Unlike most areas of the technology business, 64-bit computing has somehow remained immune to the forces of commodity competition.
Most 64-bit systems have historically been tied to proprietary operating systems. Compared with the more widespread x86, these systems only powered a small percentage of corporate computing shops and were relatively pricey. But with the introduction of its 64-bit Opteron processor line earlier this month, Advanced Micro Devices set powerful forces in motion.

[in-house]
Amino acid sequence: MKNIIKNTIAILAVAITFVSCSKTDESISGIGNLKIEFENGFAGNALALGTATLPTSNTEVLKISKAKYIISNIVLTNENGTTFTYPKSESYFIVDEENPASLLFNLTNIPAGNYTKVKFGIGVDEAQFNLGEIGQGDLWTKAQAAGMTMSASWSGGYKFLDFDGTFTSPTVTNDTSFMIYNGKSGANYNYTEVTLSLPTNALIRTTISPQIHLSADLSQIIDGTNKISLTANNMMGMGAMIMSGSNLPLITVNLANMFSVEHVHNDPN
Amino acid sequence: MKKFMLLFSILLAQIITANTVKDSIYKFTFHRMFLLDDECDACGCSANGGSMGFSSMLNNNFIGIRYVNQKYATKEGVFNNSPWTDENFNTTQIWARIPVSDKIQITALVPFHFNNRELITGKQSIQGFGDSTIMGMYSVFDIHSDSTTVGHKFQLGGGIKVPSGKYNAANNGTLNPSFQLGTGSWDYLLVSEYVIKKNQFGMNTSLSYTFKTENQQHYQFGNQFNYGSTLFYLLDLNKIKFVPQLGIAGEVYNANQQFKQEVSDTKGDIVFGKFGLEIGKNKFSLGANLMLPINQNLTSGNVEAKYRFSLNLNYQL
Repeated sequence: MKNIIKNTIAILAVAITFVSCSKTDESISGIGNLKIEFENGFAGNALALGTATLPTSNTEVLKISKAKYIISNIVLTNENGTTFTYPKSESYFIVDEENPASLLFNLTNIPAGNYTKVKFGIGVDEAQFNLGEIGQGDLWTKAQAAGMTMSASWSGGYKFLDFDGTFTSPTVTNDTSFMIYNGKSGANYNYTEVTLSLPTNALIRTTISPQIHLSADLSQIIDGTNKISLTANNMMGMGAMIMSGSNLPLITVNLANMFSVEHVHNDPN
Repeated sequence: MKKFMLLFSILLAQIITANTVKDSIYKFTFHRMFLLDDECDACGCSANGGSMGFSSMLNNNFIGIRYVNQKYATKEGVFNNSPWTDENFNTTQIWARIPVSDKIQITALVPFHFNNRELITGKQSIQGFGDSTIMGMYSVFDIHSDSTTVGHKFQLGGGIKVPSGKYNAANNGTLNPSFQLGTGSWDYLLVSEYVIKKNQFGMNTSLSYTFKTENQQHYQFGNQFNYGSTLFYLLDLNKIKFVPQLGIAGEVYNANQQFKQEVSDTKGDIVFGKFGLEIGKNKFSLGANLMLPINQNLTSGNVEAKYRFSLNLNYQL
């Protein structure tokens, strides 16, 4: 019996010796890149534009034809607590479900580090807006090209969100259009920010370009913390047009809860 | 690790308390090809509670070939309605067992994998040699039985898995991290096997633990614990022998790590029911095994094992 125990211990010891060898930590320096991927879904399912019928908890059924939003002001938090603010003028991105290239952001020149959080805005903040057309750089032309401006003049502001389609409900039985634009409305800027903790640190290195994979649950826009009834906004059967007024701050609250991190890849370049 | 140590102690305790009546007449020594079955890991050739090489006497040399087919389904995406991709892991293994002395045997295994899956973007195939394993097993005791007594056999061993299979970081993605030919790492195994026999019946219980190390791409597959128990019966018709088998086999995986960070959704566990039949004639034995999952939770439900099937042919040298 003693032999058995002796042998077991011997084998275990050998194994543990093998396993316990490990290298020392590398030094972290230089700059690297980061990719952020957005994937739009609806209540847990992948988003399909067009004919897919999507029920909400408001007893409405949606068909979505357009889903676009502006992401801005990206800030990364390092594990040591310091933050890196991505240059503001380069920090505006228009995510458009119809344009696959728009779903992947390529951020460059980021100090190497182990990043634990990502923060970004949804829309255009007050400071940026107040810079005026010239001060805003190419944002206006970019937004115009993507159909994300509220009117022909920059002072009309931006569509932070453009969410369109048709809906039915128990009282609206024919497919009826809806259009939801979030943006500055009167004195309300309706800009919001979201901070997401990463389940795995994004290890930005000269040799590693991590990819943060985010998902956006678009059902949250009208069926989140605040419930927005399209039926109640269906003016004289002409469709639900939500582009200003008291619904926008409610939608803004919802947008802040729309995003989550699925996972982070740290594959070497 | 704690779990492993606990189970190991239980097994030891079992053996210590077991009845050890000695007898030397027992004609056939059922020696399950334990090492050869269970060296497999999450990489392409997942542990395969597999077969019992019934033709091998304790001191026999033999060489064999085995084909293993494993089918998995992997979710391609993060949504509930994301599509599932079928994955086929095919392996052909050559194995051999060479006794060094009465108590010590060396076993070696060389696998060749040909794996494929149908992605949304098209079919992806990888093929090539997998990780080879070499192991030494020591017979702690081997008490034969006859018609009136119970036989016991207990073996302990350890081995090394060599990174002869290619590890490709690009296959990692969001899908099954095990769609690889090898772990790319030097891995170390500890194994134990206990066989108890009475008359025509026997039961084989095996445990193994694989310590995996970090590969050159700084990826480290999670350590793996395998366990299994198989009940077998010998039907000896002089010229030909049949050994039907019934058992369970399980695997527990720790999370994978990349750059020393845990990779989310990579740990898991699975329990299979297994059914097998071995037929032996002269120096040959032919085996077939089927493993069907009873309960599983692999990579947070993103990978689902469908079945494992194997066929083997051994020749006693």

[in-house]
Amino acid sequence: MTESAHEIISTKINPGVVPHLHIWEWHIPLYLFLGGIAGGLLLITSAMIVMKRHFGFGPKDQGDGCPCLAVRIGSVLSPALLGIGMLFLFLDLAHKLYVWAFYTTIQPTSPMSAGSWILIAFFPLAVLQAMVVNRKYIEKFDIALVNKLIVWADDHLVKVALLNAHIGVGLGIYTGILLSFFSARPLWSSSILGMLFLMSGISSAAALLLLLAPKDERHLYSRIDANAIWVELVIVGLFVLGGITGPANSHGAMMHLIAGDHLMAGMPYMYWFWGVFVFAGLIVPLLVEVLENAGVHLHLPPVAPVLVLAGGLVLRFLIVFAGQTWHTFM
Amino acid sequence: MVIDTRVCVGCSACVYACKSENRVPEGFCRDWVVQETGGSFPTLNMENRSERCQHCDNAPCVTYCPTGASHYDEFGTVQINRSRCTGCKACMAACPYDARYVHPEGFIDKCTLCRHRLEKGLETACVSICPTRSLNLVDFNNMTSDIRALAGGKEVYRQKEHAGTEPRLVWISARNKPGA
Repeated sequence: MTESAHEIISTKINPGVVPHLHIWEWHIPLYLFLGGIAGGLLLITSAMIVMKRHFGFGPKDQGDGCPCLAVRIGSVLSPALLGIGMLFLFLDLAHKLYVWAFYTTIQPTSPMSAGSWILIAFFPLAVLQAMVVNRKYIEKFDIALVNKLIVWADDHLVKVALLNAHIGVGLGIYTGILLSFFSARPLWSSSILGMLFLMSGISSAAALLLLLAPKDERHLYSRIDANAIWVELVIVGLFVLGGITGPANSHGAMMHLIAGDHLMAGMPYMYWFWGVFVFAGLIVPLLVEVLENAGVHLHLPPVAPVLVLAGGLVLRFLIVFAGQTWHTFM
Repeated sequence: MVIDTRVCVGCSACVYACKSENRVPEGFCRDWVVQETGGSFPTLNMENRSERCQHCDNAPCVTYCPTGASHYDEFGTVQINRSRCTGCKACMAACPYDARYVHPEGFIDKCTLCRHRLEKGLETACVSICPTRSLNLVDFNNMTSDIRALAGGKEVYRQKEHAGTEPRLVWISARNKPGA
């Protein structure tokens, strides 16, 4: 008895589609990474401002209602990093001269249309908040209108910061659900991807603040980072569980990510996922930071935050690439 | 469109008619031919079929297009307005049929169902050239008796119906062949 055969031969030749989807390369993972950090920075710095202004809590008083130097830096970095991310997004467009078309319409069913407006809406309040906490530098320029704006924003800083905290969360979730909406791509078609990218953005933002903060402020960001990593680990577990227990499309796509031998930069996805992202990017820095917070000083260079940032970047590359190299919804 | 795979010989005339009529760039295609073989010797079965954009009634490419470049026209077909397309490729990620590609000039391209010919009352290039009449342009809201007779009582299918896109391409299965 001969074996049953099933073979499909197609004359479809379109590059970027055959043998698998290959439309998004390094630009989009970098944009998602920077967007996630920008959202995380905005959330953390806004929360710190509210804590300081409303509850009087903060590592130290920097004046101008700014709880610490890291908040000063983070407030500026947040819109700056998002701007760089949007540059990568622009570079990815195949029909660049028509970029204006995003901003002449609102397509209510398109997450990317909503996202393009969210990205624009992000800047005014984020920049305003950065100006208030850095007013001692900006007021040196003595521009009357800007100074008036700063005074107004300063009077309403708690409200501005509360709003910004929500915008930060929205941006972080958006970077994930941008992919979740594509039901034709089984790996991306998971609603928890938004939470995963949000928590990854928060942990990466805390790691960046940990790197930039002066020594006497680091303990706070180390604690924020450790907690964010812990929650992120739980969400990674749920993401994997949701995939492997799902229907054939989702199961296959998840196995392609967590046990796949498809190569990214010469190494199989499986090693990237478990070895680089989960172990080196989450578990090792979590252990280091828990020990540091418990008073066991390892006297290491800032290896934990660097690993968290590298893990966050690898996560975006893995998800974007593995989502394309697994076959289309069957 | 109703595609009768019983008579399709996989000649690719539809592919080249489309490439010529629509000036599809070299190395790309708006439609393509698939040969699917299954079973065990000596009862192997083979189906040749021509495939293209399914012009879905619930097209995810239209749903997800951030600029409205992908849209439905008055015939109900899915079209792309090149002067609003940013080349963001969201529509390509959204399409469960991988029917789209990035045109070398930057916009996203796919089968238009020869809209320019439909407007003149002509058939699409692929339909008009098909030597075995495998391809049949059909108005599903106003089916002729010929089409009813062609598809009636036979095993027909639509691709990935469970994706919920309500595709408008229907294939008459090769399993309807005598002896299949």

First, some historical context is in order.
Itanium was the first operating system-agnostic chip with specific features to support Windows and Linux. The others were company-specific and thus, proprietary operating systems. Unfortunately for Intel, customer adoption went more slowly than the company would have liked following the Itanium processor debut in 2001.